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The legendary ancient city of Troy is very much in the limelight this year: a big budget co-production between the BBC and Netflix: Troy, Fall of a City, recently launched, while Turkey designated 2018 the “Year of Troy” and plans a year of celebration, including the opening of a new museum on the presumed site. Mariacarmela Montesanto The Conversation So what do we know about the city, ruins of which have been painstakingly excavated over the past 150 years? The ... Read More »

Timor Leste Is an International Intervention Success Story

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If the West truly believes in the power of democracy, it must commit to intervening where necessary and providing sufficient ongoing support to see success achieved. John Watts The National Interest As Western appetite for international intervention is eroded by growing nationalist and isolationist sentiment, Timor Leste presents a timely reminder of the value of defending the freedoms of the oppressed. It is one of Southeast Asia’s smallest, poorest and newest nations. But it is also its most democratic and, ... Read More »

What today’s anti-immigrant populists could learn from Homer about kindness to strangers

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Troy, a new BBC adaptation of Homer’s Iliad, shows the enduring interest we have in Ancient Greek myths. Aleardo Zanghellini The Conversation Today, Homer’s epic works remain both politically and ethically relevant. The Greek poet’s insight into why law and legality matter is particularly enlightening in the context of contemporary debates about immigration, which loom large amid the rise of right-wing populism on both sides of the Atlantic. Those who object to immigration and demonise immigrants argue that the West’s ... Read More »

Poland-Israel Holocaust dispute hits the court of viral YouTube videos

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Amid the diplomatic feud over Poland’s new ‘anti-defamation’ law, Jewish activists push back on the Polish government for ‘white-washing’ anti-Semitism By MATT LEBOVIC The Times of Israel In crisp black-and-white film footage, policemen with Stars of David on their armbands beat up elderly Jews on the streets of the Warsaw Ghetto. Elsewhere in the open-air prison, the Nazi-appointed Jewish cops herd crowds of ghetto inmates from one point to another and help move withered corpses to mass graves. Although these scenes ... Read More »

‘Britain Would Collapse If It Tried to Pay Back the Money it Drained From India’

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Britain drained more than 9 trillion pounds from India over 173 years, says economist Utsa Patnaik. Newsclick Report Britain would collapse if it tried to pay back the money it drained from India, eminent economist Utsa Patnaik said at a conference at Jawaharlal Nehru University, New Delhi on Wednesday. Delivering the inaugural lecture at the three-day Sam Moyo Memorial Conference on “Land and Labour Questions in the Global South”, Utsa Patnaik said that the estimated drain from India to Britain ... Read More »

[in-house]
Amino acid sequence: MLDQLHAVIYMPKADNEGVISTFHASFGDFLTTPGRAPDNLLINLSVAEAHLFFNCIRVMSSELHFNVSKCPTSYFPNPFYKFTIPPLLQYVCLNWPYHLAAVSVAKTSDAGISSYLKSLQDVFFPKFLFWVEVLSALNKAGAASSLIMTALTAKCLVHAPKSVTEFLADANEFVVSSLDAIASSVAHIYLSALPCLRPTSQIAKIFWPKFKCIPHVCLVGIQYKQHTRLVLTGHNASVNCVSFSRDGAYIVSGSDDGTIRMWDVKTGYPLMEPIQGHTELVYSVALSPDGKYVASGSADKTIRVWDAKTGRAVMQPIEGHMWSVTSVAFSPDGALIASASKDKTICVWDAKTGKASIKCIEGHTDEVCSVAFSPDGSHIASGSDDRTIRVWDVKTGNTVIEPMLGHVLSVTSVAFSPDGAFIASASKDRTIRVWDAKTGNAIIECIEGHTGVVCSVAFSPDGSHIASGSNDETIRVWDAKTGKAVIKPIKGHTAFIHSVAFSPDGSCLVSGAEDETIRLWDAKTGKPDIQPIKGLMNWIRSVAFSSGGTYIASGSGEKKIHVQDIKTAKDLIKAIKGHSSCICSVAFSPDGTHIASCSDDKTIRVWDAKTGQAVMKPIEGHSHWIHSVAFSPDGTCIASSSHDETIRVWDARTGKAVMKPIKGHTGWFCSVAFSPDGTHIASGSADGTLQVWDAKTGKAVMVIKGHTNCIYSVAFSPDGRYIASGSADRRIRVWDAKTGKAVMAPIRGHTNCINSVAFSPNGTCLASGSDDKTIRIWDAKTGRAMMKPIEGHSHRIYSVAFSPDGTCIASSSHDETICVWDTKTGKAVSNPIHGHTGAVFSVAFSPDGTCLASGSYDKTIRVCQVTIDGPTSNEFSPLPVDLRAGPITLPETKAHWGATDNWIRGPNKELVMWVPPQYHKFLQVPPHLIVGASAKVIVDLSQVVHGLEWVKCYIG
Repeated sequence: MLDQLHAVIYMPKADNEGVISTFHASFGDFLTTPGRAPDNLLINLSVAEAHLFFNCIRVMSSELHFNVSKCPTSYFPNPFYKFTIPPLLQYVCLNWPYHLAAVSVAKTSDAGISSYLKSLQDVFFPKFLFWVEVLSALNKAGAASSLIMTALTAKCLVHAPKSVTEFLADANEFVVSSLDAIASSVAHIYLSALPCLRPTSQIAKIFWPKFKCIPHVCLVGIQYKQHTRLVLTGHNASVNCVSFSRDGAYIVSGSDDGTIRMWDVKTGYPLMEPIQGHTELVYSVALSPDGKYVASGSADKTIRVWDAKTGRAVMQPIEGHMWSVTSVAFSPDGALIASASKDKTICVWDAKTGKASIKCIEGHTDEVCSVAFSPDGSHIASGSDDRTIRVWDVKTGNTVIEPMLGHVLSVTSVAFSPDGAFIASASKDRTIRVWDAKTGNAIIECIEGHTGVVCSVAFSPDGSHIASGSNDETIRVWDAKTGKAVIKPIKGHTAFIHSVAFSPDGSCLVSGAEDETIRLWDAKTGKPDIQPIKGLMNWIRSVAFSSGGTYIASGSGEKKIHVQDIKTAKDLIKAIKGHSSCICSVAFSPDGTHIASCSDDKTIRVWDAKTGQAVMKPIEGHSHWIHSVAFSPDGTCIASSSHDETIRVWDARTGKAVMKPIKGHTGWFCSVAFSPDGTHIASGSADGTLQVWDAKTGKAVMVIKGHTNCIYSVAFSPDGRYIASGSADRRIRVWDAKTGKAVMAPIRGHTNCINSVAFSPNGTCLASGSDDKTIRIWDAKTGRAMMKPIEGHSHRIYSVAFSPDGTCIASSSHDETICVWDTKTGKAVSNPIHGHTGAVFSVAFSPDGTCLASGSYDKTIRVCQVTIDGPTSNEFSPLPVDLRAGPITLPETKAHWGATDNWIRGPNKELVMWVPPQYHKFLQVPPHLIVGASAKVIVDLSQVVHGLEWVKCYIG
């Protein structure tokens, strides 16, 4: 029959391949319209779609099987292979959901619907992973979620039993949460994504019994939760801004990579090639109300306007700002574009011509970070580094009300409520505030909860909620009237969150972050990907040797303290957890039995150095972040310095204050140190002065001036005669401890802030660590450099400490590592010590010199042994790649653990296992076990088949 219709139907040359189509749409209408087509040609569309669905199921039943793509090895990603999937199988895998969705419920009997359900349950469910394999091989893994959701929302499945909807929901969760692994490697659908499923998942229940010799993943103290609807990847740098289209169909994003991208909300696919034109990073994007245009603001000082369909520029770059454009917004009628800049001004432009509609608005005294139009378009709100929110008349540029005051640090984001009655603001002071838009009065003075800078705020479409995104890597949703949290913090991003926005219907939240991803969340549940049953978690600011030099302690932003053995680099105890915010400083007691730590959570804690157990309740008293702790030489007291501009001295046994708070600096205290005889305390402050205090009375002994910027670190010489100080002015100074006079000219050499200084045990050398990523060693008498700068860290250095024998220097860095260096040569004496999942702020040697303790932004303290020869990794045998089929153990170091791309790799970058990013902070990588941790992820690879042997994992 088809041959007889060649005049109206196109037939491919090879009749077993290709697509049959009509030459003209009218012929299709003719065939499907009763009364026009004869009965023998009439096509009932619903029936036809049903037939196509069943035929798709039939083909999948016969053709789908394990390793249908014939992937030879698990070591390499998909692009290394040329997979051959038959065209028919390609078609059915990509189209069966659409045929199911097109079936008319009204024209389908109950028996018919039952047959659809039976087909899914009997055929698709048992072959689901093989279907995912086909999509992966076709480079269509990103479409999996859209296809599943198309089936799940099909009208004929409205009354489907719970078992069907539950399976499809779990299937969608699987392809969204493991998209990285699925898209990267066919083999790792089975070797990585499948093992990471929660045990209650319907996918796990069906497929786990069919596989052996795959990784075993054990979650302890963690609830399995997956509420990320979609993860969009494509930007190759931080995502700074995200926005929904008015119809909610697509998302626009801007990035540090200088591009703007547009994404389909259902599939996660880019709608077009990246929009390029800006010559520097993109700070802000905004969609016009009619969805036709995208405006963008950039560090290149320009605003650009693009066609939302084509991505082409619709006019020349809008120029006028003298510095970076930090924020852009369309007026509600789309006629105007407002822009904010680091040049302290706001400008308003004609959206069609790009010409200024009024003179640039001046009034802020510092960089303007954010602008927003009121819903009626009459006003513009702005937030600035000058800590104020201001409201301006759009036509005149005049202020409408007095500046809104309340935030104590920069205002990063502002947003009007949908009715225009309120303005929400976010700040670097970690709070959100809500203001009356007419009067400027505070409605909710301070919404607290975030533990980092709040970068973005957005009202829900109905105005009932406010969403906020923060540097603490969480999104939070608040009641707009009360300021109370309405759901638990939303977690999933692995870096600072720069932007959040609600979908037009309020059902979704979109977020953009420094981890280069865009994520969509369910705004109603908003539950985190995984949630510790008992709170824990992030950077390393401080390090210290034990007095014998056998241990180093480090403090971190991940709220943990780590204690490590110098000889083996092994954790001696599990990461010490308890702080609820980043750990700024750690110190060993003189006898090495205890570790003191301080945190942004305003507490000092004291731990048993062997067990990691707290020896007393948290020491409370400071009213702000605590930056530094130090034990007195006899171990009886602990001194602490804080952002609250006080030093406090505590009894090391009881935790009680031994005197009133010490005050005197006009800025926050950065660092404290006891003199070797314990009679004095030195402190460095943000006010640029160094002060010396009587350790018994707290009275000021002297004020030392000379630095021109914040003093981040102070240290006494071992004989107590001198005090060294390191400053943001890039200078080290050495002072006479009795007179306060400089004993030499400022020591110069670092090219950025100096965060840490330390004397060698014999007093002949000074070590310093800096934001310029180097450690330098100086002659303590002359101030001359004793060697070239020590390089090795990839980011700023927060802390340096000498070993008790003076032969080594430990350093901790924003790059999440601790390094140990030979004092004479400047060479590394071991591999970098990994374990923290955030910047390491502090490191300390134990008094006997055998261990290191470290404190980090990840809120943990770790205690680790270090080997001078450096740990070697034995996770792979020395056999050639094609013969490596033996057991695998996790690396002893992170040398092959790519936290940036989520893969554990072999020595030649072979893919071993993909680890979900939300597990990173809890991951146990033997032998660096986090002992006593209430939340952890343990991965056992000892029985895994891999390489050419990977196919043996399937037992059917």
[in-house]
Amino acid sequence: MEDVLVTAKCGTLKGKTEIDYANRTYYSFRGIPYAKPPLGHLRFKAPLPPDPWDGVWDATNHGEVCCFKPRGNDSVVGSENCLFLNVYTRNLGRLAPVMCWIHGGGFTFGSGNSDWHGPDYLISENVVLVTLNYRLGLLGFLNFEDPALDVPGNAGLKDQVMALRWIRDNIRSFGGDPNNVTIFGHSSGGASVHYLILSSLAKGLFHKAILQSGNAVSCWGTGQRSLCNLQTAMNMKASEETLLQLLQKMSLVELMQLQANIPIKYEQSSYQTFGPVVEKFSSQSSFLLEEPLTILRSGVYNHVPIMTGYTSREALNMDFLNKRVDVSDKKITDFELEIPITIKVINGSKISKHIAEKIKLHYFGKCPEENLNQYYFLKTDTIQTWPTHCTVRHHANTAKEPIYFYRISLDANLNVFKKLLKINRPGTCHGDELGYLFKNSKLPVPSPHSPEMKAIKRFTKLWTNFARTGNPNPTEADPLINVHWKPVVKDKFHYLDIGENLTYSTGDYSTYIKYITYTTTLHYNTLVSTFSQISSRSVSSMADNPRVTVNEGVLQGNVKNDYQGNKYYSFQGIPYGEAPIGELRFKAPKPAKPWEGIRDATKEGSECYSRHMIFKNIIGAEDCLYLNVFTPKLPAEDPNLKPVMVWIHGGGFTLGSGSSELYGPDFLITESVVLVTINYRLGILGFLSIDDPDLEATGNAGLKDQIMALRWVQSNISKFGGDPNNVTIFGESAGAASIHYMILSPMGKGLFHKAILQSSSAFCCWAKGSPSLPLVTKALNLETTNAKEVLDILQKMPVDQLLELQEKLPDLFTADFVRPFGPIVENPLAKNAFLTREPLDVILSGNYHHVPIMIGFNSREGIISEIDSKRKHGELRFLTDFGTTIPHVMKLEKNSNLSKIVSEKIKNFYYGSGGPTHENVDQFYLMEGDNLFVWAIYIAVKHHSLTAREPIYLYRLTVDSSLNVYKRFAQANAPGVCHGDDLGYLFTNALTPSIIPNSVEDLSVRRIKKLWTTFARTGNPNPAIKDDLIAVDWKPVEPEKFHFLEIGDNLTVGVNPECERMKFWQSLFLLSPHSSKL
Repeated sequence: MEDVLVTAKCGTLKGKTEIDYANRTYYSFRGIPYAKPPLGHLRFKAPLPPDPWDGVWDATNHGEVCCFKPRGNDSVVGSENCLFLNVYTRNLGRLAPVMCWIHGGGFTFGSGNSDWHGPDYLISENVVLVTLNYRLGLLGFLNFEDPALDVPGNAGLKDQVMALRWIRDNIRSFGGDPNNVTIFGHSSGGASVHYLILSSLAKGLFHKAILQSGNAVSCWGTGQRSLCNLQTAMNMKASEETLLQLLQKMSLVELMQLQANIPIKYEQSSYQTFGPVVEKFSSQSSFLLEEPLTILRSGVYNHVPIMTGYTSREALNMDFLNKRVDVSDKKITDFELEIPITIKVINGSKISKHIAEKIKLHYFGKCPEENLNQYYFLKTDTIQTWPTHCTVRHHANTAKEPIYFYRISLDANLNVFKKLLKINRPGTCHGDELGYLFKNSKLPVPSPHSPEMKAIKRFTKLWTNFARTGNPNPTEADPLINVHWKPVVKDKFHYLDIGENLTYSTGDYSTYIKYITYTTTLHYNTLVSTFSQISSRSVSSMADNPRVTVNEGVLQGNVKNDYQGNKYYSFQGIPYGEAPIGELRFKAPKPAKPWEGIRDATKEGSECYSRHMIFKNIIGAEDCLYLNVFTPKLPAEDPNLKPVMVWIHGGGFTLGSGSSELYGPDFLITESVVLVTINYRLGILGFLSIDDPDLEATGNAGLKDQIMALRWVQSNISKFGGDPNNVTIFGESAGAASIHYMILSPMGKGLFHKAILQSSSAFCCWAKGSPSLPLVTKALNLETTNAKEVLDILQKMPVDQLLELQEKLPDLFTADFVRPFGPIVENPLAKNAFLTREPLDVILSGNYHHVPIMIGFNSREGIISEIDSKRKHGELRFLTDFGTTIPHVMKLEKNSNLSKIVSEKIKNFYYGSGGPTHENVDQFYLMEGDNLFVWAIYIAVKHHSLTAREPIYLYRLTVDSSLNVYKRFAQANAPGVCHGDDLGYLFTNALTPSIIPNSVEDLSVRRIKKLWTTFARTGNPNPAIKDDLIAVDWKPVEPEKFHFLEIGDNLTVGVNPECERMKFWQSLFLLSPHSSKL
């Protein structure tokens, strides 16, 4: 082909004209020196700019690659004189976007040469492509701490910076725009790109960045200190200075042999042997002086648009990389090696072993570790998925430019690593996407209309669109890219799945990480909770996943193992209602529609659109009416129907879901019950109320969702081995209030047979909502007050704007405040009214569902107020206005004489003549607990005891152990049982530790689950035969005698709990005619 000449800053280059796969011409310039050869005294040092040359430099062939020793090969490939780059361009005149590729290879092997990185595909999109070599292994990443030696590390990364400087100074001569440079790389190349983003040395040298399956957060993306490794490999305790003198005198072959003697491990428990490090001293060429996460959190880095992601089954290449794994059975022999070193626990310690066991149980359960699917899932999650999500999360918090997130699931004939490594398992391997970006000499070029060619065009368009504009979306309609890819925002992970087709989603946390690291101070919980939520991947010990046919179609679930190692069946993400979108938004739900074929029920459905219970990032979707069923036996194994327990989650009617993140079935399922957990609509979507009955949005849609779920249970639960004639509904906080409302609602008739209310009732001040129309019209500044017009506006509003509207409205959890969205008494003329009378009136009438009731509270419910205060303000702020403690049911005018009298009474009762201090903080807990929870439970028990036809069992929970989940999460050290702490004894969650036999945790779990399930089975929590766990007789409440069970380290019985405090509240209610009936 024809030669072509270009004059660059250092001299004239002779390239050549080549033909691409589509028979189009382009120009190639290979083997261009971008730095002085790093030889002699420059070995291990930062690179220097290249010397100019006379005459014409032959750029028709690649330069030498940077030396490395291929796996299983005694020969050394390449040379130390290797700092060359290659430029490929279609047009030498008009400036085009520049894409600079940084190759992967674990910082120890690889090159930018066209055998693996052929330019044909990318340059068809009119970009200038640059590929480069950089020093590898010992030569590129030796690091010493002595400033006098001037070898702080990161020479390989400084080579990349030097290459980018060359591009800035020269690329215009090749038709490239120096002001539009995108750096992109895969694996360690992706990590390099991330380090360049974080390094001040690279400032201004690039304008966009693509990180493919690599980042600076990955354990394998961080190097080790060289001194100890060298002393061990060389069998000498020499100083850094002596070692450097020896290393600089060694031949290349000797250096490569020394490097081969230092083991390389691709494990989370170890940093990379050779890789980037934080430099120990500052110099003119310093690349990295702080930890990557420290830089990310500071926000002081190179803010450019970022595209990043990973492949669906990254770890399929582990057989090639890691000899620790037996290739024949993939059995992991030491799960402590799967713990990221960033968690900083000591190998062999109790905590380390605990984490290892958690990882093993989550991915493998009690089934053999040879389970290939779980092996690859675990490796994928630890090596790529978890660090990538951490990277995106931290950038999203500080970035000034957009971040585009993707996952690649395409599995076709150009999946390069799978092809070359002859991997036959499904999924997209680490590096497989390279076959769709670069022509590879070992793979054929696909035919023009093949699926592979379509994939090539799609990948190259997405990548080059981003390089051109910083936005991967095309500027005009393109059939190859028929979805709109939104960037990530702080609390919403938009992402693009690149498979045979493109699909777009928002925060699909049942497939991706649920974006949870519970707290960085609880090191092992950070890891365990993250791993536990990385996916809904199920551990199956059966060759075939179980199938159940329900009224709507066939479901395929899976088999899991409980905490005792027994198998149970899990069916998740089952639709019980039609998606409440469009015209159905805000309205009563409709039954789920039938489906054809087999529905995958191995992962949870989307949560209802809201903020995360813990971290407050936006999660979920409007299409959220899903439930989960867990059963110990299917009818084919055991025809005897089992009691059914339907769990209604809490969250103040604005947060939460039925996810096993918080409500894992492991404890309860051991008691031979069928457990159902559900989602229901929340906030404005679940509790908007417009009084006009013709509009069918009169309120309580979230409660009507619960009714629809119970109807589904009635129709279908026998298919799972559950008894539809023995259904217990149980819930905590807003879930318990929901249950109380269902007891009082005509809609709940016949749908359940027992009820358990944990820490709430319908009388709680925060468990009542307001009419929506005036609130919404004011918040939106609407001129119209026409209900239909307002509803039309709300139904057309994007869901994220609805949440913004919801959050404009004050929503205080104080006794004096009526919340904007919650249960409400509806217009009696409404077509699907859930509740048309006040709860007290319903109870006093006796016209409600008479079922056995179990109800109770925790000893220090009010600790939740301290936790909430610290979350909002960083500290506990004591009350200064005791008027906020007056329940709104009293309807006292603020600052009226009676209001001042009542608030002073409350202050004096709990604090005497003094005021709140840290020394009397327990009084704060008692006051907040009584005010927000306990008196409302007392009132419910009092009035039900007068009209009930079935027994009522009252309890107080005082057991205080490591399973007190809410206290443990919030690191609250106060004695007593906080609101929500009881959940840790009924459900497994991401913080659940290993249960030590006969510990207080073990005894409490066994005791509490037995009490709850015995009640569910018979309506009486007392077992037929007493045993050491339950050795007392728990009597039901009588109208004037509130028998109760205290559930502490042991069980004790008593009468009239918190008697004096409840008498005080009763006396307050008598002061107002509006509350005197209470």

Dutch parliament recognizes 1915 Armenian ‘genocide’

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The Dutch parliament has voted to recognize the deaths of Armenians during World War I as genocide. The decision is likely to enrage Turkey amid already strained relations with the Netherlands Chase Winter (with AFP, dpa) DW The Dutch parliament has overwhelmingly voted to recognize the World War I massacre of Armenians as genocide, in a vote that may stoke further tensions with Turkey. Dutch lawmakers voted 142 to 3 “that parliament in no uncertain terms speak about the Armenian genocide.” ... Read More »

Turkish genealogy database fascinates, frightens Turks

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During the days when Turkey still hoped to join the European Union, its people were becoming willing to question their ethnic and religious ancestry. Fehim Tastekin Al Monitor Since then, the country has reverted to a time when people were disgraced and denigrated, with the government’s blessings, as “crypto-Armenians.” Hrant Dink was the editor of the Armenian-language newspaper Agos in 2004 when he wrote that Sabiha Gokcen, the first female military pilot of the Turkish Republic, was of Armenian parentage. Because of this and other articles he penned, Dink found himself ... Read More »

For what shall it profit a city if it loses its civic soul? A plea to preserve Melbourne’s Fed Square

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For 150 years Melburnians dreamed of a square, a great ceremonial space where people could relax, celebrate, protest or simply enjoy the company of their fellow citizens. Graeme Davison The Conversation They had a word for their dream – a civic square. The word “civic” means “of the city” or “belonging to the citizens”. What they wanted was not a market, a park, an arena or a mall – Melbourne had plenty of those – but a grand piazza where ... Read More »